Donald J. Trump’s claims of election fraud already helped inspire one South American leader, former president Jair Bolsonaro of Brazil, to sow doubt about the security of his nation’s elections, leading to a riot in Brazil’s capital this year.

Now, 1,500 miles to the south, there is a new Latin American politician warning of voter fraud with scant evidence, undermining many of his supporters’ faith in their nation’s election this Sunday.

Javier Milei, a far-right libertarian economist and television personality, is competing to become Argentina’s next president in a runoff election. On the campaign trail, he has embraced comparisons to Mr. Trump and Mr. Bolsonaro, and, like them, has repeatedly warned that if he loses, it may be because the election was stolen.

Mr. Milei has claimed, without evidence, that stolen and damaged ballots cost him more than a million votes in a primary election in August, or as much as 5 percent of the total.

He said similar fraud also may have rigged the first round of the general election on Oct. 22, when he placed second with 30 percent of the vote. “The irregularities were so big that it puts the results in doubt,” he said in a television interview last week.

On Wednesday, his campaign escalated its accusations. Mr. Milei’s sister, who runs his campaign, filed a complaint with a federal judge claiming “colossal fraud” and saying that in the earlier votes, unnamed Argentine officials changed ballots for Mr. Milei to his opponent. They said the information came from anonymous sources.

Mr. Milei’s rise from a fiery television pundit to a political leader on the verge of Argentina’s presidency has already shaken the politics of this nation of 46 million. His radical promises to ditch Argentina’s currency for the U.S. dollar and close the nation’s central bank have left Argentines bracing for what could happen if he wins.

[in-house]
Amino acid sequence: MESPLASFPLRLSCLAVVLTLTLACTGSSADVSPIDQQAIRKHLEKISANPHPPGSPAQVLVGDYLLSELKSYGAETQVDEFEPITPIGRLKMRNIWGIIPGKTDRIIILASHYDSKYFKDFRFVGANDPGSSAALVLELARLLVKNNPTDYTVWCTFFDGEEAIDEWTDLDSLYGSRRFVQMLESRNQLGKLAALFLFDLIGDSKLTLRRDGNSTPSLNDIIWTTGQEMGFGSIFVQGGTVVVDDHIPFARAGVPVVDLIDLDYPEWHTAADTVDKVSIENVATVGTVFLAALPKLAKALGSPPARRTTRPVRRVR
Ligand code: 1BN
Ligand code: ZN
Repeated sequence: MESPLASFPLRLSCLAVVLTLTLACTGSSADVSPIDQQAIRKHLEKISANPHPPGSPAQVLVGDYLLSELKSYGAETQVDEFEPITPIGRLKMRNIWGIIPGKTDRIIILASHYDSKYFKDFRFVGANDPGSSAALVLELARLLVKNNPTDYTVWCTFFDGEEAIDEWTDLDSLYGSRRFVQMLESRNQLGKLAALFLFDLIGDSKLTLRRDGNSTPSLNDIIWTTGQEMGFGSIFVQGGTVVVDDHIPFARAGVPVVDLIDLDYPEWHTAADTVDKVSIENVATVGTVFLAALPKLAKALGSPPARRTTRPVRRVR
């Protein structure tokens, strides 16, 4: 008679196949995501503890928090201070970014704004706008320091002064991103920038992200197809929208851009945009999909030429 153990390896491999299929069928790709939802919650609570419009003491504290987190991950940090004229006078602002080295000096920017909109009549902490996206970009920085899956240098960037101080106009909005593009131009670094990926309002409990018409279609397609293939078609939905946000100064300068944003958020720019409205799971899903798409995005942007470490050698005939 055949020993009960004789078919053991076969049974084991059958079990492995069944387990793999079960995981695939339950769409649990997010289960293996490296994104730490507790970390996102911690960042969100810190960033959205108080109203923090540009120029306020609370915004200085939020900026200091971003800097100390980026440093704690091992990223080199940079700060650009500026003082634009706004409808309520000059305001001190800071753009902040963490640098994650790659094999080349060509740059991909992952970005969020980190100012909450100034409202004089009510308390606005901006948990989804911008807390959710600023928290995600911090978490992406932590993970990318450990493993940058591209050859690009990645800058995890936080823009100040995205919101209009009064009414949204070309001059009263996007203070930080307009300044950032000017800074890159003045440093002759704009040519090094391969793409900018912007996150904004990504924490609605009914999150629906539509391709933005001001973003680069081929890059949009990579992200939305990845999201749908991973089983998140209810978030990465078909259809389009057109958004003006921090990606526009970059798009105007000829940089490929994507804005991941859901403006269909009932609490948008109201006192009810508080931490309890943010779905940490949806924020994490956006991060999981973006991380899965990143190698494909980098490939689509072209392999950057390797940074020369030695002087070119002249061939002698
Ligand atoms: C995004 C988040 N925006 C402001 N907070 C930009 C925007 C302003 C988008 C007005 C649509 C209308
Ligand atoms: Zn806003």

But now, with his pre-emptive claims of fraud, Argentines are also bracing for what could happen if he doesn’t.

Polls suggest a dead heat between Mr. Milei and his opponent, Sergio Massa, the center-left economy minister.

Many of Mr. Milei’s supporters are already crying foul, blaming fraud for his second-place finish last month and taking to the streets at least three times to protest what they say are the left’s plans to steal the vote. On Thursday, his supporters announced plans to protest outside the nation’s electoral authority on Election Day.

So far, protests have been relatively small and peaceful, but election observers note that Mr. Milei is still in the race.

“I am not worried that the Argentine electoral system is at risk,” said Facundo Cruz, an Argentine political scientist who has tracked the fraud claims. “But I am worried that certain practices we’ve seen in the United States and Brazil may be repeated.”

Argentina’s predicament suggests that Mr. Trump’s efforts to overthrow the 2020 U.S. election not only left a lasting mark on American democracy, but are also still reverberating far beyond U.S. borders, where some political leaders are turning to fraud as a new potential excuse for electoral defeat.

“In 40 years of democracy, we’ve never had serious criticism or any idea of fraud like they are claiming now,” said Beatriz Busaniche, head of the Vía Libre Foundation, an Argentina nonprofit that has worked to improve the nation’s voting systems. (Argentina was ruled by a military dictatorship from 1976 to 1983.)

“All the people who believe in the electoral system, democracy and transparency are all very worried,” Ms. Busaniche added.

Argentine election officials say there has been no evidence of fraud. In the Oct. 22 vote, they received 105 total reports of missing or damaged ballots, a typical number.

Election officials said they have also not received any formal complaints from Mr. Milei’s campaign regarding fraud. Argentina’s electoral authority, in a statement, called his statements “baseless claims of fraud that misinform the public and undermine democracy.”